Three researchers from Florida State University’s College of Criminology & Criminal Justice have been awarded funding from the National Institutes of Health to investigate non-lethal gun crimes.
Assistant Professors Brendan Lantz, Marin Wenger and Emma Fridel of the college’s Center for Criminology and Public Policy Research were awarded nearly a half-million dollars to fund their three-year study, “The Individual, Situational, and Contextual Risk Factors for Violent Firearm Injury and Firearm Homicide: A Comparative, Policy-Focused Approach.”
While deaths from gun violence are well studied, there is a limited amount of research related to non-lethal gun violence, said Lantz.
“While scholars have long focused on lethal gun crimes, the full scope of gun violence has received less attention,” Lantz said. “With this National Institutes of Health grant, we plan to shine light on all aspects of gun crimes, their sources, the efficacy of the laws that seek to prevent them, and hopefully provide ways to effectively address gun crimes in the future.”
The researchers will investigate and measure different types of gun violence, including physically non-injurious (brandishing a gun), injurious but non-lethal, and lethal gun violence incidents.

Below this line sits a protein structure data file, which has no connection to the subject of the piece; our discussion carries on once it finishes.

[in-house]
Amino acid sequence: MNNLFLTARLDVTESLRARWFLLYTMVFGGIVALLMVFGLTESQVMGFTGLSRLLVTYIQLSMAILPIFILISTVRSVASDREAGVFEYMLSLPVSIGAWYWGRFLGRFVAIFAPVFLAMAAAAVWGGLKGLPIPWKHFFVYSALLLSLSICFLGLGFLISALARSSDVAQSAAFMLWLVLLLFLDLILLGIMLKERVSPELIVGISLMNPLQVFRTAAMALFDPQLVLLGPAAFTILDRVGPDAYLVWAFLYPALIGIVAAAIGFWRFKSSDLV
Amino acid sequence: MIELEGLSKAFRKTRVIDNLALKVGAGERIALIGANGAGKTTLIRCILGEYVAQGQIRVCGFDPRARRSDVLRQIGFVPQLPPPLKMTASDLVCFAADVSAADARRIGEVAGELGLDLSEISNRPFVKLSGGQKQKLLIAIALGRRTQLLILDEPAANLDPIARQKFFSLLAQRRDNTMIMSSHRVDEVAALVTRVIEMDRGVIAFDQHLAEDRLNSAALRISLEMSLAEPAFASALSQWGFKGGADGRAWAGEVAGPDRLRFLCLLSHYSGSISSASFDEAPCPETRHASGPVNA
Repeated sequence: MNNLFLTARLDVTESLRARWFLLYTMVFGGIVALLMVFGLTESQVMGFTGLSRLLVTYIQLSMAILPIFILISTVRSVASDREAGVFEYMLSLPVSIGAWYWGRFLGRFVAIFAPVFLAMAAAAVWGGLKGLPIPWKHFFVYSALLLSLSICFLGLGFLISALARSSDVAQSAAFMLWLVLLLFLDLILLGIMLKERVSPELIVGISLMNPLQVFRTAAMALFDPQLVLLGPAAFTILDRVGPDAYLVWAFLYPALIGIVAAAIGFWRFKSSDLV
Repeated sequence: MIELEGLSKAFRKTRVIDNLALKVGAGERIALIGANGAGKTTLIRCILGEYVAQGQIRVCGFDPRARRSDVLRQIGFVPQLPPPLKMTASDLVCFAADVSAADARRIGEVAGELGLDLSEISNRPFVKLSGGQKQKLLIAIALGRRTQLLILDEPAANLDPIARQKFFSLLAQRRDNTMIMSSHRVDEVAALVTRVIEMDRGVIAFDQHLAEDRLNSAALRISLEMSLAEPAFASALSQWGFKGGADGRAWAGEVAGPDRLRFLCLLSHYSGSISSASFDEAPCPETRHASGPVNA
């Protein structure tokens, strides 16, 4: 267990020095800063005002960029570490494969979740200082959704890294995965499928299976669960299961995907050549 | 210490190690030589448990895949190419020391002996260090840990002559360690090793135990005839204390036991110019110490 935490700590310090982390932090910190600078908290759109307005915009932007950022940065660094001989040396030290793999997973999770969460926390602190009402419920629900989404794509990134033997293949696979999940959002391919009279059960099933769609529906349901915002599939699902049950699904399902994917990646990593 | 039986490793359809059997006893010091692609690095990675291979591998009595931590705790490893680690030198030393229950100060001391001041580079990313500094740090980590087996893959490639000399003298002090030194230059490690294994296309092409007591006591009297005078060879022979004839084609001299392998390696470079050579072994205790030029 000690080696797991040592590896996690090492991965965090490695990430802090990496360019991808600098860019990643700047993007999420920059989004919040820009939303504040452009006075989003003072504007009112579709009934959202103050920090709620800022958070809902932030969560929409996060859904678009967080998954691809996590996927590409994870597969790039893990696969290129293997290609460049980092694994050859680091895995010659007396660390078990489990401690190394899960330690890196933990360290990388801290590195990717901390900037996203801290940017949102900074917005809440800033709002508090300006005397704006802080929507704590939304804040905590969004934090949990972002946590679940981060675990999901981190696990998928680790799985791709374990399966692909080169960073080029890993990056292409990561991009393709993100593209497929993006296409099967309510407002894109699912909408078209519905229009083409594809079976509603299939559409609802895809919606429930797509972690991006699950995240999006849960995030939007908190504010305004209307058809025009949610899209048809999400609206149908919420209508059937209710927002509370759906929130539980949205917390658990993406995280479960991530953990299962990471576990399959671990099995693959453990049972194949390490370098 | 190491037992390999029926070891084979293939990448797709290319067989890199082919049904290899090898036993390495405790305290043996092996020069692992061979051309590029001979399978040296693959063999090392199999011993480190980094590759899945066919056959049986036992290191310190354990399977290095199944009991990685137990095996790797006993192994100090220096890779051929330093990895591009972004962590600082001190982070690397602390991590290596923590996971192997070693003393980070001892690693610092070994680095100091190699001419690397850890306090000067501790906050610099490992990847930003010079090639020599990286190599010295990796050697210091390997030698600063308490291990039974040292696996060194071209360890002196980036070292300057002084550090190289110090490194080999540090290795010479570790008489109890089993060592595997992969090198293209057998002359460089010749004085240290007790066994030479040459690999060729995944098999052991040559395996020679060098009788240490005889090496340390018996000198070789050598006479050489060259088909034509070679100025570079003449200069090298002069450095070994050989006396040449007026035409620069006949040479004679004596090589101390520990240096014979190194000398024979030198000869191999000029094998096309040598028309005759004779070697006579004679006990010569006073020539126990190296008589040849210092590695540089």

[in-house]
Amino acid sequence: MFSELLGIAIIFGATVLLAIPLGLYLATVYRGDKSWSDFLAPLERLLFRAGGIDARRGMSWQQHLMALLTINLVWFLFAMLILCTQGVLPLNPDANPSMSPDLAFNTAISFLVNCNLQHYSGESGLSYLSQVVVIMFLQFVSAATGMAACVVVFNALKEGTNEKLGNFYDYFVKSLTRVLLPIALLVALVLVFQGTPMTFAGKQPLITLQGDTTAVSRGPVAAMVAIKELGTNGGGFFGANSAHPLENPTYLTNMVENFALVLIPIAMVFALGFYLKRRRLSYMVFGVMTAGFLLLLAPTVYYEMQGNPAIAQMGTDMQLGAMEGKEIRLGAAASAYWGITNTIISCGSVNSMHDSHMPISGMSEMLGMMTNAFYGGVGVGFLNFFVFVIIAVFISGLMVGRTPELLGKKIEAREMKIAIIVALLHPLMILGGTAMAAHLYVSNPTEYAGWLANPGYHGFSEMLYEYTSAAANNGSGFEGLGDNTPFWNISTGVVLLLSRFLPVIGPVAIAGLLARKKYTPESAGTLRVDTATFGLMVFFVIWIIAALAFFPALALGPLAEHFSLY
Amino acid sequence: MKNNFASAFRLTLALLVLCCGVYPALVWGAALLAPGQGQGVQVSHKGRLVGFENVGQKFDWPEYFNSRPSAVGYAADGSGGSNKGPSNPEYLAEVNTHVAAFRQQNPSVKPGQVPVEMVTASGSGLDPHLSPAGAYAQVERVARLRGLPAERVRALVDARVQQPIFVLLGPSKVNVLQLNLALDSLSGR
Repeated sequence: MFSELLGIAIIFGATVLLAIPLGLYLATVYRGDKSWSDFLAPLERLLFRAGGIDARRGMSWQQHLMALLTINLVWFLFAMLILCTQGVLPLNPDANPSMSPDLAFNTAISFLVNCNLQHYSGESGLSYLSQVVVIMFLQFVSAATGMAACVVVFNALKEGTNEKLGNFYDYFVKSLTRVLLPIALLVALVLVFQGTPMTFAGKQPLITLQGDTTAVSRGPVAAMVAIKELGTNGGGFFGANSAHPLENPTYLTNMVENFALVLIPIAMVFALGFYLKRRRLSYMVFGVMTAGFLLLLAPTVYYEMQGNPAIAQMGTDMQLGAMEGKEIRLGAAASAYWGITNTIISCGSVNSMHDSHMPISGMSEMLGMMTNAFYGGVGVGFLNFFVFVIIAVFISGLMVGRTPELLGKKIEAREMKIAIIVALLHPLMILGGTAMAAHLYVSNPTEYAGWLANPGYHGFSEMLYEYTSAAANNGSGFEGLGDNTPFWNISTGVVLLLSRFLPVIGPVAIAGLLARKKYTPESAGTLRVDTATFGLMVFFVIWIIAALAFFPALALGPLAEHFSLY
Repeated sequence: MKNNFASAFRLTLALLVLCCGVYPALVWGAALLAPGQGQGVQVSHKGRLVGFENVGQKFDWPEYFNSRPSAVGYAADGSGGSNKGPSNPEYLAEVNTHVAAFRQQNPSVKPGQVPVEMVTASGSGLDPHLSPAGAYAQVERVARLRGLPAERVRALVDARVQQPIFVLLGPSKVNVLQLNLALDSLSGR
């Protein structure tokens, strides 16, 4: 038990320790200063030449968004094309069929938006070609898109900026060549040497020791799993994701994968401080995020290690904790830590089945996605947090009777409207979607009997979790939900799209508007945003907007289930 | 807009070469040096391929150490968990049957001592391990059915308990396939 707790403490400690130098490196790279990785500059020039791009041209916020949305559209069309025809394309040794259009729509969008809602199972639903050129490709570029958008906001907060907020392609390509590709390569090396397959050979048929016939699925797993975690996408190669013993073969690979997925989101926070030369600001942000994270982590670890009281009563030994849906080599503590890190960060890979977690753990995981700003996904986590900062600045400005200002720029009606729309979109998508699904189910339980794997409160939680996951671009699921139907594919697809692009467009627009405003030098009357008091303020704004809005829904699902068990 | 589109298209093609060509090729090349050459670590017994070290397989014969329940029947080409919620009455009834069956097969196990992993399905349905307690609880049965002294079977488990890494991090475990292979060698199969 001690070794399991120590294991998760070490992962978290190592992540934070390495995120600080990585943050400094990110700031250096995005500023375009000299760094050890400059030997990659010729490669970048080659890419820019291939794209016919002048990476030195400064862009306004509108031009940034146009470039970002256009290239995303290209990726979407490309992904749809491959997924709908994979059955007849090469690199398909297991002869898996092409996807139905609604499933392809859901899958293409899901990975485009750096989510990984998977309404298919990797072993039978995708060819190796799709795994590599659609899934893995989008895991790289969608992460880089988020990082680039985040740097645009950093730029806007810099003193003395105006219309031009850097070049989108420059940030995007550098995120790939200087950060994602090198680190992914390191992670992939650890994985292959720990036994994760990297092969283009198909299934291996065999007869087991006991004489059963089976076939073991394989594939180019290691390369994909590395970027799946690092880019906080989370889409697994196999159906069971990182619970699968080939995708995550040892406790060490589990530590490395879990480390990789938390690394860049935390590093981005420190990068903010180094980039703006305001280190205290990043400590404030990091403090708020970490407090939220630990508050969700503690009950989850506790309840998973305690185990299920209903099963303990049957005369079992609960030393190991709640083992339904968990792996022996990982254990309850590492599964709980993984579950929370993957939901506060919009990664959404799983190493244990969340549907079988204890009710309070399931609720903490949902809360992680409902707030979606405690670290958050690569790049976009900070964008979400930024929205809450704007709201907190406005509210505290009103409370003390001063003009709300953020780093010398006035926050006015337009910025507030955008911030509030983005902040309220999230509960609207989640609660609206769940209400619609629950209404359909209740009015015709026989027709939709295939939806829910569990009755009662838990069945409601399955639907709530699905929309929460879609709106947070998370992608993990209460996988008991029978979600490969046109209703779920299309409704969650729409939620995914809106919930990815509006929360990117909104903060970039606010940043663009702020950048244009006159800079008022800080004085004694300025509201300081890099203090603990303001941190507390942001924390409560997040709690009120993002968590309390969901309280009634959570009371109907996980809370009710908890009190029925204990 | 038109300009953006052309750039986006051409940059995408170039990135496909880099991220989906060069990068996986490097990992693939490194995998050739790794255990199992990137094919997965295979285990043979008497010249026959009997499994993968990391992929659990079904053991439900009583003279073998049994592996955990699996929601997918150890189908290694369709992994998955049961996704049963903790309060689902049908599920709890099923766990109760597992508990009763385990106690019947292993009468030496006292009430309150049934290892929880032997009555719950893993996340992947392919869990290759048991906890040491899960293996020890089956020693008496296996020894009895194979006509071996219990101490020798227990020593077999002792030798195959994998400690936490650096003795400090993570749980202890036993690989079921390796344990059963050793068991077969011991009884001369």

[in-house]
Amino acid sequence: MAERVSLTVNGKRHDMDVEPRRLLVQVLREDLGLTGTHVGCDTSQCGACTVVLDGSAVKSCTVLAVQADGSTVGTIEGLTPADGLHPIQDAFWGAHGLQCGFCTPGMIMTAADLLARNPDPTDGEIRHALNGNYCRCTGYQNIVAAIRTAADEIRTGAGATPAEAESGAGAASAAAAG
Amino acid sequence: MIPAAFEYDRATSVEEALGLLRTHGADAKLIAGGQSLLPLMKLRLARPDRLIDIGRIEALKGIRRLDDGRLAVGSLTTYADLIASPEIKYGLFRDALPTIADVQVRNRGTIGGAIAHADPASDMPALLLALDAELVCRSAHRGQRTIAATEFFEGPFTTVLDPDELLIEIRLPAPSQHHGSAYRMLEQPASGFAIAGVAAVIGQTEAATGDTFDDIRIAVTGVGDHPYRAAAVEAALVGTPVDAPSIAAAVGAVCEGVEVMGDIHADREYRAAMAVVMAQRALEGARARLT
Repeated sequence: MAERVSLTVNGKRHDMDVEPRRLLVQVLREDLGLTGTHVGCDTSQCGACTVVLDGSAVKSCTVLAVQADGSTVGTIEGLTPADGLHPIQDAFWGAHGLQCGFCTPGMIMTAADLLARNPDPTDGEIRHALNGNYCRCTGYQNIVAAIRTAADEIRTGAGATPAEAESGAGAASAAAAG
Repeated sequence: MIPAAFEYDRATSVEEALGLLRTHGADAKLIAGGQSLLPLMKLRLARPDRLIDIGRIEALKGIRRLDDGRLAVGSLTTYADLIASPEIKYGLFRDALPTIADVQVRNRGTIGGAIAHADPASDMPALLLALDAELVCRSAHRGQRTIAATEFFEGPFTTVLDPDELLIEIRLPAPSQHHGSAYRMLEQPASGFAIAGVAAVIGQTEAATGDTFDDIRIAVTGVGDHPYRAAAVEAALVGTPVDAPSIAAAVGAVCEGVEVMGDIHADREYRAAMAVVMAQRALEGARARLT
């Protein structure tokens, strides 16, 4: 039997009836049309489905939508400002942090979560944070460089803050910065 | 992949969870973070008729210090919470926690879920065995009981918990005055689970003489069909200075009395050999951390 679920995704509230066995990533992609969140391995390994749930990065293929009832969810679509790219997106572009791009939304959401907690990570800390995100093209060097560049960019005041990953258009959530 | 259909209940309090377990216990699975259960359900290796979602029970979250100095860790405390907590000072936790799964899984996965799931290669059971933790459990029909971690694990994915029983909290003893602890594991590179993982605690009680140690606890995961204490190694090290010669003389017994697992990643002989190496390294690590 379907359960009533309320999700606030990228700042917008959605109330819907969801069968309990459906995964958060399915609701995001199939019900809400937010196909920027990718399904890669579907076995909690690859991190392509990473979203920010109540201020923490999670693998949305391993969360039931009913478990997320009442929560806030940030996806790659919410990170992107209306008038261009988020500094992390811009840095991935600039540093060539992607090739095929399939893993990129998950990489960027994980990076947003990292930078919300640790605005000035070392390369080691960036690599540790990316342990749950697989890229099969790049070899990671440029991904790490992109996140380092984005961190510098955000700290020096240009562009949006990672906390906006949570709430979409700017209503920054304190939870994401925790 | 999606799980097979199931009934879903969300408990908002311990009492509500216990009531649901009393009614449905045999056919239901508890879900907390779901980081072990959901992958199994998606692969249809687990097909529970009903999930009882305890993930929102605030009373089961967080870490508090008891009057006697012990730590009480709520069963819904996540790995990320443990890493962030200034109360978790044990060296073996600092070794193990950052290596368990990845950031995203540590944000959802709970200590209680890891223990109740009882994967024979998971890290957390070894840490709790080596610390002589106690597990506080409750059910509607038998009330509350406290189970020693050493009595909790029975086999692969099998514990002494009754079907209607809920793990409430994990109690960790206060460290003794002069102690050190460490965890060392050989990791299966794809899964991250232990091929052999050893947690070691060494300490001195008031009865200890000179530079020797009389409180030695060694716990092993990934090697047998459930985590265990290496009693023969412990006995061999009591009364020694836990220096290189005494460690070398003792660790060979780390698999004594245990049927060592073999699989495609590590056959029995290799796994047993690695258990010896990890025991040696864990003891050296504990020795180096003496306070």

Findings from this project will aid scholars, policymakers and the public on issues related to lethal and non-lethal gun violence, including implications for mental health, physical health, and mortality risk and prevention for gun crimes.
The Florida State University College of Criminology and Criminal Justice’s Center for Criminology and Public Policy Research (the Center) expands the influence of scholarship in the public policy arena. The Center promotes the use of evidence-based criminological research in policy and practice at the local, state, and national levels. The Center’s primary goal is to support data collection and research initiatives with application to crime and justice policy to promote social justice.